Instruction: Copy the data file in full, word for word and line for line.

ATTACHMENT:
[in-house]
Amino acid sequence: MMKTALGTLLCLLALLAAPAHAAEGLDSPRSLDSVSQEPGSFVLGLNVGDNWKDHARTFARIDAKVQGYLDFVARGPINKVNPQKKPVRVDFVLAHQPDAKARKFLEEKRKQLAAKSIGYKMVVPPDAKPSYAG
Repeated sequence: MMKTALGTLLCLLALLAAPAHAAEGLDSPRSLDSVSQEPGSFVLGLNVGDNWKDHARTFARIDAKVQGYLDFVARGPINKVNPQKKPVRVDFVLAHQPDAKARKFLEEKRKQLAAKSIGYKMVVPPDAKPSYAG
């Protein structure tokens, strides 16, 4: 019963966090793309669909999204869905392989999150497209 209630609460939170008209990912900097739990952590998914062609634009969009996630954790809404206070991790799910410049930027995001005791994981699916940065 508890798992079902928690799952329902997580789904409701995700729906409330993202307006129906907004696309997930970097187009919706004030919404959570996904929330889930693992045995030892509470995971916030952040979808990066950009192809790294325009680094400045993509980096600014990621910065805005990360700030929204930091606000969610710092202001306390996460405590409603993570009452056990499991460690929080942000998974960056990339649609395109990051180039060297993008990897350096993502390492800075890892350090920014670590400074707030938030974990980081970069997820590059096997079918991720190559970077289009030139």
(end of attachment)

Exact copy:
[in-house]
Amino acid sequence: MMKTALGTLLCLLALLAAPAHAAEGLDSPRSLDSVSQEPGSFVLGLNVGDNWKDHARTFARIDAKVQGYLDFVARGPINKVNPQKKPVRVDFVLAHQPDAKARKFLEEKRKQLAAKSIGYKMVVPPDAKPSYAG
Repeated sequence: MMKTALGTLLCLLALLAAPAHAAEGLDSPRSLDSVSQEPGSFVLGLNVGDNWKDHARTFARIDAKVQGYLDFVARGPINKVNPQKKPVRVDFVLAHQPDAKARKFLEEKRKQLAAKSIGYKMVVPPDAKPSYAG
């Protein structure tokens, strides 16, 4: 019963966090793309669909999204869905392989999150497209 209630609460939170008209990912900097739990952590998914062609634009969009996630954790809404206070991790799910410049930027995001005791994981699916940065 508890798992079902928690799952329902997580789904409701995700729906409330993202307006129906907004696309997930970097187009919706004030919404959570996904929330889930693992045995030892509470995971916030952040979808990066950009192809790294325009680094400045993509980096600014990621910065805005990360700030929204930091606000969610710092202001306390996460405590409603993570009452056990499991460690929080942000998974960056990339649609395109990051180039060297993008990897350096993502390492800075890892350090920014670590400074707030938030974990980081970069997820590059096997079918991720190559970077289009030139």